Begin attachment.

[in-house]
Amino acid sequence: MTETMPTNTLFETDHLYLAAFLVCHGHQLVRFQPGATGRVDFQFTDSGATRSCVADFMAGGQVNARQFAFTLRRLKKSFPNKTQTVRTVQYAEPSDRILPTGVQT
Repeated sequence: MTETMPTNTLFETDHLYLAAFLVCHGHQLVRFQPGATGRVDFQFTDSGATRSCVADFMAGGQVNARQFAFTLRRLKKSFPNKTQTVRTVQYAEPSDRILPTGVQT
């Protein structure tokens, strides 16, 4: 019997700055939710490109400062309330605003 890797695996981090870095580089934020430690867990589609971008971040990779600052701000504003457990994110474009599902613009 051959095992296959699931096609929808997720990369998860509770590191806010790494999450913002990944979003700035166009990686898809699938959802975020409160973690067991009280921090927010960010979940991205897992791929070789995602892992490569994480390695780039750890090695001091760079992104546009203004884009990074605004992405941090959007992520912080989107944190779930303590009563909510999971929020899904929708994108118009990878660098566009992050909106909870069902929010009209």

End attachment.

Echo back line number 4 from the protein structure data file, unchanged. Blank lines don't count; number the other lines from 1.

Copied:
């Protein structure tokens, strides 16, 4: 019997700055939710490109400062309330605003 890797695996981090870095580089934020430690867990589609971008971040990779600052701000504003457990994110474009599902613009 051959095992296959699931096609929808997720990369998860509770590191806010790494999450913002990944979003700035166009990686898809699938959802975020409160973690067991009280921090927010960010979940991205897992791929070789995602892992490569994480390695780039750890090695001091760079992104546009203004884009990074605004992405941090959007992520912080989107944190779930303590009563909510999971929020899904929708994108118009990878660098566009992050909106909870069902929010009209």